Trouble is not only were the M109s disposed, so were all the light tracked vehicles in those mech Bty’s. No project addressed that, and with only 37 M777 replacing a fleet of 76 M109s there are going to be gaps in capability, more so if you start taking loses. Which kind of circles back ‘round to this issue of what the capability deficiencies really are, and what kind of depth can be created to cover off any gaps emerging during a conflict. Very doubtful the C3 could cut it filling in those gaps, even in a desperate situation (talk about an old car needing replacement!), or the Reserves in any significant way given the way they and their training system is structured right now. Once indirect fire modernization actually gets considered for funding, my guess is all these issues being kicked around on this thread will be factors that'll drive some PD and PM to drink. Who knows when that’ll be, my guess is not until some crisis starts looming say overseas
 

MilEME09

Army.ca Veteran
Reaction score
176
Points
680
Petard said:
The short answer is no, even in 2010 when the trigger was pulled on the M109s, there were 26 that would’ve had no problem in being brought back online, and sustained for a decade or two. Same for about 4 of the M578 ARVs. As mentioned above, the M109s didn’t necessarily need to be upgraded immediately either, possibly only a few would need a better gun eventually. The issue of the gun laying system still needs to be addressed for the 105 trg fleet used by the Arty School, and would be an opportunity to add on the M109s had some of them been kept

Trouble is not only were the M109s disposed, so were all the light tracked vehicles in those mech Bty’s. No project addressed that, and with only 37 M777 replacing a fleet of 76 M109s there are going to be gaps in capability, more so if you start taking loses. Which kind of circles back ‘round to this issue of what the capability deficiencies really are, and what kind of depth can be created to cover off any gaps emerging during a conflict. Very doubtful the C3 could cut it filling in those gaps, even in a desperate situation (talk about an old car needing replacement!), or the Reserves in any significant way given the way they and their training system is structured right now. Once indirect fire modernization actually gets considered for funding, my guess is all these issues being kicked around on this thread will be factors that'll drive some PD and PM to drink. Who knows when that’ll be, my guess is not until some crisis starts looming say overseas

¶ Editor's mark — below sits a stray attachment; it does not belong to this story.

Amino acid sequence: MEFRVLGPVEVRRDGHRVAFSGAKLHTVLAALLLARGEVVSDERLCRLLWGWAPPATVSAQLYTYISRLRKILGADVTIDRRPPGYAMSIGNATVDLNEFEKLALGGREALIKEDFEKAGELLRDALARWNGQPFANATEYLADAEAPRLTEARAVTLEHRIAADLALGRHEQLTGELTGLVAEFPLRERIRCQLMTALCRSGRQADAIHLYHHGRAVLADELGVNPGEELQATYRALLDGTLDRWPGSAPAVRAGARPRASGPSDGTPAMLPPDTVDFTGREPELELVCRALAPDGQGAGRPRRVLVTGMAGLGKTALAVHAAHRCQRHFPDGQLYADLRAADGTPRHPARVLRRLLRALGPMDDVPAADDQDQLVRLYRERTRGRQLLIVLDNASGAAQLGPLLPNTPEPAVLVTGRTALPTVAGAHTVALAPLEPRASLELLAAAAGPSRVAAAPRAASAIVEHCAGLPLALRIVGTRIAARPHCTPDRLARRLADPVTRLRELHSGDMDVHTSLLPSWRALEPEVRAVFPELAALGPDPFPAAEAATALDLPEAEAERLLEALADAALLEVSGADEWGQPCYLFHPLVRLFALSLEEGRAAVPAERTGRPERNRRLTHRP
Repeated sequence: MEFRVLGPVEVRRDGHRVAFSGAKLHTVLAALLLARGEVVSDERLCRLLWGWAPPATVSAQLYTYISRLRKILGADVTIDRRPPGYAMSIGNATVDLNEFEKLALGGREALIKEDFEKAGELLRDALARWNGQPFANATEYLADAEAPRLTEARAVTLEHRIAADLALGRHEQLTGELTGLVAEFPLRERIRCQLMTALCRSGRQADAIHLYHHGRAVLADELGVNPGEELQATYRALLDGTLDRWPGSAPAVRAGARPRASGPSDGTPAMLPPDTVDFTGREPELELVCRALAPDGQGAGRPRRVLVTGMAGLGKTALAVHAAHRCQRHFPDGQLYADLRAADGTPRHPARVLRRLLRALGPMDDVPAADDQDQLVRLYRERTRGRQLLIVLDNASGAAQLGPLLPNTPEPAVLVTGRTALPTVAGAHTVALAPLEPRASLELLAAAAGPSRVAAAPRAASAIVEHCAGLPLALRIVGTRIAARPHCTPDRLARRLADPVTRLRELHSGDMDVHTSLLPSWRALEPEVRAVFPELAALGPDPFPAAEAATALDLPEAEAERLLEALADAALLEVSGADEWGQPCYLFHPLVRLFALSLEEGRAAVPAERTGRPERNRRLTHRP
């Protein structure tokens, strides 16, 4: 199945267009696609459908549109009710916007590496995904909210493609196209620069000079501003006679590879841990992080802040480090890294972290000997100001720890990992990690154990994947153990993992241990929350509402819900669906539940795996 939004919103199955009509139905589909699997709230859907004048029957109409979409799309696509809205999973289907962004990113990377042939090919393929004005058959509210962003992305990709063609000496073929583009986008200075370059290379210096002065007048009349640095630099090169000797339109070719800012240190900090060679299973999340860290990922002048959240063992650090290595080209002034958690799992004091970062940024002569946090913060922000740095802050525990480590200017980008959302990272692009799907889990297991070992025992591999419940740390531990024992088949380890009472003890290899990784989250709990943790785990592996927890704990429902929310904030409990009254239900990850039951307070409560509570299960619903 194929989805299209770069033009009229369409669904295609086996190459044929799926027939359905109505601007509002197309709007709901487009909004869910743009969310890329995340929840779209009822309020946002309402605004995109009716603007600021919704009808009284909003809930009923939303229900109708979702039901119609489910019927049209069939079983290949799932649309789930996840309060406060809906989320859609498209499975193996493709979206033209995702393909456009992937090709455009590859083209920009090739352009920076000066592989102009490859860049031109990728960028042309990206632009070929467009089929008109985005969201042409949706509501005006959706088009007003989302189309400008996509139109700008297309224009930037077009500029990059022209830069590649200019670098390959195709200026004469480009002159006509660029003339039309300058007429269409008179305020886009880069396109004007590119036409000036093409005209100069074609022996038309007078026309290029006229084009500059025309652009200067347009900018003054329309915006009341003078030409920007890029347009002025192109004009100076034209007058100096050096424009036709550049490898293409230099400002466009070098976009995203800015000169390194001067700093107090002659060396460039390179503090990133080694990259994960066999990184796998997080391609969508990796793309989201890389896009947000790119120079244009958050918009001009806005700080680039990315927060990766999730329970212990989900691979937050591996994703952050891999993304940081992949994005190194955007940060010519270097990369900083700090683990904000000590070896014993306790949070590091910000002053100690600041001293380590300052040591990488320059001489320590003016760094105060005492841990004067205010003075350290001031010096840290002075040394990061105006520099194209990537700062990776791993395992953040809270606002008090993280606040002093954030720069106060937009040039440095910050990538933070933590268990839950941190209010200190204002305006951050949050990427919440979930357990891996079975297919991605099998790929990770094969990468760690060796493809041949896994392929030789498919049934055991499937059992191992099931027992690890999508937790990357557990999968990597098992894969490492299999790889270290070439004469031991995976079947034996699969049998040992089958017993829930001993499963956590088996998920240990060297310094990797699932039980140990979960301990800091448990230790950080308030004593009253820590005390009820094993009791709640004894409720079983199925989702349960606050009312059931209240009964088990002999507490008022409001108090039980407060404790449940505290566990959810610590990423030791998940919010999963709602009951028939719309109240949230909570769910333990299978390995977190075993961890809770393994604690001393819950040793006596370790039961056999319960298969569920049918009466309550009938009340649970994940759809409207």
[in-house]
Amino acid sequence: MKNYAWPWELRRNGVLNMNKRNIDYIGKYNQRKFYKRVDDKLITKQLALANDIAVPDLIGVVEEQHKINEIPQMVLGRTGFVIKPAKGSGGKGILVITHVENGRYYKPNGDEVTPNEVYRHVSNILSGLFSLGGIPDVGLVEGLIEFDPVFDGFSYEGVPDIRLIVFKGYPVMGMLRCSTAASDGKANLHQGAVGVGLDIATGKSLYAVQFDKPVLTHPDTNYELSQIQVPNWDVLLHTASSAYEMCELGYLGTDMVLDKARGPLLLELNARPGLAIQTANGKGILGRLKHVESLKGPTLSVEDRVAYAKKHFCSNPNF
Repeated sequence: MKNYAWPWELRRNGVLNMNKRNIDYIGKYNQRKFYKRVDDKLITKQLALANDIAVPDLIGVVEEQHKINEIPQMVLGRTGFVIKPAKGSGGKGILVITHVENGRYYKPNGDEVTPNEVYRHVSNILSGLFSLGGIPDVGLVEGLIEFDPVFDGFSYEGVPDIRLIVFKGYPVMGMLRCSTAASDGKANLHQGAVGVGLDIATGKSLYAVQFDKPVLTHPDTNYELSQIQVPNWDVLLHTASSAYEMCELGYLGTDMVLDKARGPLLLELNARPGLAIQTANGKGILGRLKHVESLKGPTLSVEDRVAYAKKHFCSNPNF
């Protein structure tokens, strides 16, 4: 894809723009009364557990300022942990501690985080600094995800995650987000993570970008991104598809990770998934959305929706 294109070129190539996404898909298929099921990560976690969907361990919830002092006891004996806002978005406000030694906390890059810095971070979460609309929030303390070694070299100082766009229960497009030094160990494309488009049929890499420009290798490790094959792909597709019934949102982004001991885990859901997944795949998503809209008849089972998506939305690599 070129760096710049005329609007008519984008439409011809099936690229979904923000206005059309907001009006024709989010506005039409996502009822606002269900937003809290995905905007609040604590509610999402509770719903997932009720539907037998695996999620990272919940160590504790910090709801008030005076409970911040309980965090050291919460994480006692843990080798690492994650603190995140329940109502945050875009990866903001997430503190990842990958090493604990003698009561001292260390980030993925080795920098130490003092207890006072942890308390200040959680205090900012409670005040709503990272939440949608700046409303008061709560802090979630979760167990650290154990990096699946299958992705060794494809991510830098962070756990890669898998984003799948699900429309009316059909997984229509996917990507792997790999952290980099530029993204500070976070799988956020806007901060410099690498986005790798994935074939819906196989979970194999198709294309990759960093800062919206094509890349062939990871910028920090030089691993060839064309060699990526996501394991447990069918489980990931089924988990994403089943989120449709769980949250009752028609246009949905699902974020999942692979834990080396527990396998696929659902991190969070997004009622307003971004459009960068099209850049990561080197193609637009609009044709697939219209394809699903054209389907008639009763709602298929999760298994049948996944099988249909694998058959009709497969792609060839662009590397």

I hope that the Arty Branch starts making a lot of noise as the C3 starts falling apart. Inspection standards recently got more stringent for the C3, we are paying very close attention for stress fractures in the cradle, and carriage. The fleet is going to break it self apart by the end of the decade just from age. Only way to solve that would be to manufacture new components but we have no ability to do that.
 

Colin Parkinson

Army.ca Legend
Reaction score
478
Points
880
The C3 is 1940's tech, we should easily have the capabilities to make new ones if we wished. Would it be a good use of our money, likley not. There are newer and better 105's out there being the G6 or M119 which we could also build in Canada. I think the Arty branch has shown a staggering lack of leadership to let the arm whither to the extent it has.
 

MilEME09

Army.ca Veteran
Reaction score
176
Points
680
Colin P said:
The C3 is 1940's tech, we should easily have the capabilities to make new ones if we wished. Would it be a good use of our money, likley not. There are newer and better 105's out there being the G6 or M119 which we could also build in Canada. I think the Arty branch has shown a staggering lack of leadership to let the arm whither to the extent it has.

Unfortunately due to in service support contracts, RCEME branch has let its manufacture capabilities die. 3rd and 4th line used to be able to make small and medium sized components, complete rebuilds on their own, etc.. that is almost completely gone now, last I heard mat techs do not learn CNC machine any more.
 

Colin Parkinson

Army.ca Legend
Reaction score
478
Points
880
We have the industrial capacity in Canada to make them or any 105mm. The long 155mm may require specialised machinery to produce the barrels.
 
Top